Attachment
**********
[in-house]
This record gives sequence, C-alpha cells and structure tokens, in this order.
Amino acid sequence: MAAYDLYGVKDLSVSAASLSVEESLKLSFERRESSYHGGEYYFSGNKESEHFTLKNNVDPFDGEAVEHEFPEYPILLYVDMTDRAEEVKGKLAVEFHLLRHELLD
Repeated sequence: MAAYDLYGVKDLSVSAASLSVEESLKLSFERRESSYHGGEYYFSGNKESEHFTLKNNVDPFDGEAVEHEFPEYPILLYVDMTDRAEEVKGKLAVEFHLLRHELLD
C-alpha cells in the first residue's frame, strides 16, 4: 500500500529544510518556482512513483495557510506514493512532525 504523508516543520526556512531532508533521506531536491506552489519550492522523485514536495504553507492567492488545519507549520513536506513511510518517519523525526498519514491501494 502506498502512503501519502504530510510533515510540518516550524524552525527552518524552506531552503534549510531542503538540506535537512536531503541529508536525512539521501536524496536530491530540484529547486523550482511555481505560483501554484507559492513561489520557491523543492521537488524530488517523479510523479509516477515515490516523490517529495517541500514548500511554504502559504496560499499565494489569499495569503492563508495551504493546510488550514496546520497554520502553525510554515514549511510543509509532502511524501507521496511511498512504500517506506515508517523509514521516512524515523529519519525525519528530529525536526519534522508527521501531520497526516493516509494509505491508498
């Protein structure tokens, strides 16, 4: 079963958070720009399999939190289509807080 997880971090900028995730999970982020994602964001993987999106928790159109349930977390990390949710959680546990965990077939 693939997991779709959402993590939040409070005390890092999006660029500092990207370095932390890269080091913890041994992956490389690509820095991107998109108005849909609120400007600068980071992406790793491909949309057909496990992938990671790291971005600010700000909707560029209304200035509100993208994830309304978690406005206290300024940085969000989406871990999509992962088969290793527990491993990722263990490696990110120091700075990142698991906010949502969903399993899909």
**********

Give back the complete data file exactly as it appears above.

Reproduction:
[in-house]
This record gives sequence, C-alpha cells and structure tokens, in this order.
Amino acid sequence: MAAYDLYGVKDLSVSAASLSVEESLKLSFERRESSYHGGEYYFSGNKESEHFTLKNNVDPFDGEAVEHEFPEYPILLYVDMTDRAEEVKGKLAVEFHLLRHELLD
Repeated sequence: MAAYDLYGVKDLSVSAASLSVEESLKLSFERRESSYHGGEYYFSGNKESEHFTLKNNVDPFDGEAVEHEFPEYPILLYVDMTDRAEEVKGKLAVEFHLLRHELLD
C-alpha cells in the first residue's frame, strides 16, 4: 500500500529544510518556482512513483495557510506514493512532525 504523508516543520526556512531532508533521506531536491506552489519550492522523485514536495504553507492567492488545519507549520513536506513511510518517519523525526498519514491501494 502506498502512503501519502504530510510533515510540518516550524524552525527552518524552506531552503534549510531542503538540506535537512536531503541529508536525512539521501536524496536530491530540484529547486523550482511555481505560483501554484507559492513561489520557491523543492521537488524530488517523479510523479509516477515515490516523490517529495517541500514548500511554504502559504496560499499565494489569499495569503492563508495551504493546510488550514496546520497554520502553525510554515514549511510543509509532502511524501507521496511511498512504500517506506515508517523509514521516512524515523529519519525525519528530529525536526519534522508527521501531520497526516493516509494509505491508498
């Protein structure tokens, strides 16, 4: 079963958070720009399999939190289509807080 997880971090900028995730999970982020994602964001993987999106928790159109349930977390990390949710959680546990965990077939 693939997991779709959402993590939040409070005390890092999006660029500092990207370095932390890269080091913890041994992956490389690509820095991107998109108005849909609120400007600068980071992406790793491909949309057909496990992938990671790291971005600010700000909707560029209304200035509100993208994830309304978690406005206290300024940085969000989406871990999509992962088969290793527990491993990722263990490696990110120091700075990142698991906010949502969903399993899909």